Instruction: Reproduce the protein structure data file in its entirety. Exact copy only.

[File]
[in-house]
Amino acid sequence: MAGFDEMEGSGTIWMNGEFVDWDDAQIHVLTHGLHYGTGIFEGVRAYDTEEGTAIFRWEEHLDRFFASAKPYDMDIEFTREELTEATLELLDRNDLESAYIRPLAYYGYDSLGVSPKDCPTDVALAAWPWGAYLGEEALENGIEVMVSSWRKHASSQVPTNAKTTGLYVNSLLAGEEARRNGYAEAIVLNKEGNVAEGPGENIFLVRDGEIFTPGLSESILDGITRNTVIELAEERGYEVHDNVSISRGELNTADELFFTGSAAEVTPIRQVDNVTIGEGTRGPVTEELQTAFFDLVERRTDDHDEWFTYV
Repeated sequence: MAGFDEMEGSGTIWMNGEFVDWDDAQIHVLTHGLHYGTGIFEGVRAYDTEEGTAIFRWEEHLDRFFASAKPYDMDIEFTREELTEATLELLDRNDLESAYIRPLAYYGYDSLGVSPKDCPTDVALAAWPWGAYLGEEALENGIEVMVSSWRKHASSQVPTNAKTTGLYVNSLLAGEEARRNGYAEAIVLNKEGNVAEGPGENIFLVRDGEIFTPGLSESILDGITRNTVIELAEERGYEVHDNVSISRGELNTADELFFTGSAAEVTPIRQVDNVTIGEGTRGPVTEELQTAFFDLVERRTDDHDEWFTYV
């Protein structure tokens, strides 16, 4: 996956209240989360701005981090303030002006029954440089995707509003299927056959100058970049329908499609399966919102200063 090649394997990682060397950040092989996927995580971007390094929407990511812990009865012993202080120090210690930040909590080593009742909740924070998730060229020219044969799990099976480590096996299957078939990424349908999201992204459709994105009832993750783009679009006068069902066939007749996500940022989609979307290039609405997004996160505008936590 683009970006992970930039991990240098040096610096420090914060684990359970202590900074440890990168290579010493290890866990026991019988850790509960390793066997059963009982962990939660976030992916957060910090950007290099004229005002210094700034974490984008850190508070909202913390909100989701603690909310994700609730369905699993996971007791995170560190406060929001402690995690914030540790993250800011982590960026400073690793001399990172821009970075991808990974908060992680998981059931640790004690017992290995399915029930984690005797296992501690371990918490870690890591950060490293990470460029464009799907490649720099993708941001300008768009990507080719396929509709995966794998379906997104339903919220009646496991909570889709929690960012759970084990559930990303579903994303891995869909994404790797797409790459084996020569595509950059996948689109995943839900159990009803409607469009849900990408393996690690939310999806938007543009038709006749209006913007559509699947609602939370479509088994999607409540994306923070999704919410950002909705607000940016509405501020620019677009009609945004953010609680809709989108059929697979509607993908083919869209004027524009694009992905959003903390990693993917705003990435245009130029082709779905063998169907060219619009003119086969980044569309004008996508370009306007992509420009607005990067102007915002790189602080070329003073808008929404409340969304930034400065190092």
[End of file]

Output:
[in-house]
Amino acid sequence: MAGFDEMEGSGTIWMNGEFVDWDDAQIHVLTHGLHYGTGIFEGVRAYDTEEGTAIFRWEEHLDRFFASAKPYDMDIEFTREELTEATLELLDRNDLESAYIRPLAYYGYDSLGVSPKDCPTDVALAAWPWGAYLGEEALENGIEVMVSSWRKHASSQVPTNAKTTGLYVNSLLAGEEARRNGYAEAIVLNKEGNVAEGPGENIFLVRDGEIFTPGLSESILDGITRNTVIELAEERGYEVHDNVSISRGELNTADELFFTGSAAEVTPIRQVDNVTIGEGTRGPVTEELQTAFFDLVERRTDDHDEWFTYV
Repeated sequence: MAGFDEMEGSGTIWMNGEFVDWDDAQIHVLTHGLHYGTGIFEGVRAYDTEEGTAIFRWEEHLDRFFASAKPYDMDIEFTREELTEATLELLDRNDLESAYIRPLAYYGYDSLGVSPKDCPTDVALAAWPWGAYLGEEALENGIEVMVSSWRKHASSQVPTNAKTTGLYVNSLLAGEEARRNGYAEAIVLNKEGNVAEGPGENIFLVRDGEIFTPGLSESILDGITRNTVIELAEERGYEVHDNVSISRGELNTADELFFTGSAAEVTPIRQVDNVTIGEGTRGPVTEELQTAFFDLVERRTDDHDEWFTYV
């Protein structure tokens, strides 16, 4: 996956209240989360701005981090303030002006029954440089995707509003299927056959100058970049329908499609399966919102200063 090649394997990682060397950040092989996927995580971007390094929407990511812990009865012993202080120090210690930040909590080593009742909740924070998730060229020219044969799990099976480590096996299957078939990424349908999201992204459709994105009832993750783009679009006068069902066939007749996500940022989609979307290039609405997004996160505008936590 683009970006992970930039991990240098040096610096420090914060684990359970202590900074440890990168290579010493290890866990026991019988850790509960390793066997059963009982962990939660976030992916957060910090950007290099004229005002210094700034974490984008850190508070909202913390909100989701603690909310994700609730369905699993996971007791995170560190406060929001402690995690914030540790993250800011982590960026400073690793001399990172821009970075991808990974908060992680998981059931640790004690017992290995399915029930984690005797296992501690371990918490870690890591950060490293990470460029464009799907490649720099993708941001300008768009990507080719396929509709995966794998379906997104339903919220009646496991909570889709929690960012759970084990559930990303579903994303891995869909994404790797797409790459084996020569595509950059996948689109995943839900159990009803409607469009849900990408393996690690939310999806938007543009038709006749209006913007559509699947609602939370479509088994999607409540994306923070999704919410950002909705607000940016509405501020620019677009009609945004953010609680809709989108059929697979509607993908083919869209004027524009694009992905959003903390990693993917705003990435245009130029082709779905063998169907060219619009003119086969980044569309004008996508370009306007992509420009607005990067102007915002790189602080070329003073808008929404409340969304930034400065190092």